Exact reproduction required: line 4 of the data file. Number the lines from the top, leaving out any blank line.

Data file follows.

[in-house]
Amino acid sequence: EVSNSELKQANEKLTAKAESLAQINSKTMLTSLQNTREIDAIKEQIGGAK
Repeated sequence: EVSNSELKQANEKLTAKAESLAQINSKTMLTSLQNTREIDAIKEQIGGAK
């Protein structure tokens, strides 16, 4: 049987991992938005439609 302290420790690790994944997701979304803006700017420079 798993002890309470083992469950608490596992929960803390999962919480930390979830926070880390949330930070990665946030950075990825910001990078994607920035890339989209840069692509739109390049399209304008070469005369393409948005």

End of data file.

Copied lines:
């Protein structure tokens, strides 16, 4: 049987991992938005439609 302290420790690790994944997701979304803006700017420079 798993002890309470083992469950608490596992929960803390999962919480930390979830926070880390949330930070990665946030950075990825910001990078994607920035890339989209840069692509739109390049399209304008070469005369393409948005």